Skeptic: Digits and Fidgets; January 2003; Scientific American Magazine; by Michael Shermer; 1 Page(s)
In the limerick above, physicist George Gamow dealt with the paradox of a finite being contemplating infinity by passing the buck to theologians. In an attempt to prove that the universe was intelligently designed, religion has lately been fidgeting with the fine-tuning digits of the cosmos. The John Templeton Foundation even grants cash prizes for such "progress in religion." Last year mathematical physicist and Anglican priest John C. Polkinghorne, recognized because he "has invigorated the search for interface between science and religion," was given $1 million for his "treatment of theology as a natural science." In 2000 physicist Freeman Dyson took home a $945,000 prize for such works as his 1979 book, Disturbing the Universe, in which he writes: "As we look out into the universe and identify the many accidents of physics and astronomy that have worked together to our benefit, it almost seems as if the Universe must in some sense have known that we were coming."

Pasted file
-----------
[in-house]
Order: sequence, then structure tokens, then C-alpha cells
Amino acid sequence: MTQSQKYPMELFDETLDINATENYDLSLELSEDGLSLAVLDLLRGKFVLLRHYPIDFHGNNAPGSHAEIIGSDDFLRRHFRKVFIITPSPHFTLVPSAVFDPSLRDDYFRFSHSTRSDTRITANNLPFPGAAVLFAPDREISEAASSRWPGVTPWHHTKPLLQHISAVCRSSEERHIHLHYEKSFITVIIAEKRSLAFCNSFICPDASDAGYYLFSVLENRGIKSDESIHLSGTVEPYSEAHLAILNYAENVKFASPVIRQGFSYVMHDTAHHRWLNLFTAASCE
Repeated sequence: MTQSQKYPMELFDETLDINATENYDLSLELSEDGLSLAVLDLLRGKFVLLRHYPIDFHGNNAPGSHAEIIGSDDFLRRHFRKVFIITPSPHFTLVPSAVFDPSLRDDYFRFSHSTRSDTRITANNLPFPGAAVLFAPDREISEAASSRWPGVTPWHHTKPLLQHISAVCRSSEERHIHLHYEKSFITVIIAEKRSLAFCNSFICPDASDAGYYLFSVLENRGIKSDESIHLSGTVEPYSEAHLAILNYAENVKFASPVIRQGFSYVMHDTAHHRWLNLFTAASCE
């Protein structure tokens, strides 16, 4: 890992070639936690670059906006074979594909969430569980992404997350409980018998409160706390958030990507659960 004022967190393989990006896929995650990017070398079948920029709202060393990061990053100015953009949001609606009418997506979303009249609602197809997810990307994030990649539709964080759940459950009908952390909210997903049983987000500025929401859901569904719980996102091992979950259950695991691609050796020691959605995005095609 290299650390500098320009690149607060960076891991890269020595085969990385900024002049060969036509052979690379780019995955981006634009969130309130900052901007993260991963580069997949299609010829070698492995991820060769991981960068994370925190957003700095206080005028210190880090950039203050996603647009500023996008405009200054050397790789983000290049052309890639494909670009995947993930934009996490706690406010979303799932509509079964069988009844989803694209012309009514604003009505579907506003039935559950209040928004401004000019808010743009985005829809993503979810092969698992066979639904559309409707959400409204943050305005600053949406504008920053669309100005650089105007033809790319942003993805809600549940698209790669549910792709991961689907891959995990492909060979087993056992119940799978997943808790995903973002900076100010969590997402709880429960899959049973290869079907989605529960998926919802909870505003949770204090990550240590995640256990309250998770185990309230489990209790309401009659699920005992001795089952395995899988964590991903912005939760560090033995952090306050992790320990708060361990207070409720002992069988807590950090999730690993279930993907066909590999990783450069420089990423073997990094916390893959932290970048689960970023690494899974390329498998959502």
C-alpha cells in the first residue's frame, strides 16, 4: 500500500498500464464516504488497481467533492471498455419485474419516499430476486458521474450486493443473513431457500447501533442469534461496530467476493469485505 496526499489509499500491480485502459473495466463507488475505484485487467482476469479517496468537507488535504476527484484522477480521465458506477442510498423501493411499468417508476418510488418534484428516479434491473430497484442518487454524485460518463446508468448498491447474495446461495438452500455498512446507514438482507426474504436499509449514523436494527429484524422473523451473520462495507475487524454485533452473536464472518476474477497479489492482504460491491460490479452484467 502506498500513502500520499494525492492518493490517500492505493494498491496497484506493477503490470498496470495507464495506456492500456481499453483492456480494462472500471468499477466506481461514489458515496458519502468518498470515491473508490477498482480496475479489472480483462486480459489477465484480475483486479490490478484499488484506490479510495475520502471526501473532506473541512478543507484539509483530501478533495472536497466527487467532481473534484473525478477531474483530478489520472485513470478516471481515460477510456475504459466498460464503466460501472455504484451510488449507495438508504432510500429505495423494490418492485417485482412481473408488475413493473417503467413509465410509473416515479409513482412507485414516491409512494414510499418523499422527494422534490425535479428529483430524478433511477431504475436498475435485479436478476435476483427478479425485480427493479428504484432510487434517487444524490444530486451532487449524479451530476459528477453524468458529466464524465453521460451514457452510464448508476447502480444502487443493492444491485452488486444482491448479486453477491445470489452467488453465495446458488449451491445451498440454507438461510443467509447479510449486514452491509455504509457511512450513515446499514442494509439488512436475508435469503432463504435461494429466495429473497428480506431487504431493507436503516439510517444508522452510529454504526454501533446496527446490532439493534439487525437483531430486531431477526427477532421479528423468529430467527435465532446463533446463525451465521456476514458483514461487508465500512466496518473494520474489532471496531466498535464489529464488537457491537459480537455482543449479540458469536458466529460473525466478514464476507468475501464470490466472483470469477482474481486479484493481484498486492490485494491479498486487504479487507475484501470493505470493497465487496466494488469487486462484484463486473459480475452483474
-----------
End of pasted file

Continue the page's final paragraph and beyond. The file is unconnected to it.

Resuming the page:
Mathematical physicist Paul Davies also won a Templeton prize. In his 1999 book, The Fifth Miracle, he makes these observations about the fine-tuned nature of the cosmos: "If life follows from [primordial] soup with causal dependability, the laws of nature encode a hidden subtext, a cosmic imperative, which tells them: 'Make life!' And, through life, its by-products: mind, knowledge, understanding. It means that the laws of the universe have engineered their own comprehension. This is a breathtaking vision of nature, magnificent and uplifting in its majestic sweep. I hope it is correct. It would be wonderful if it were correct."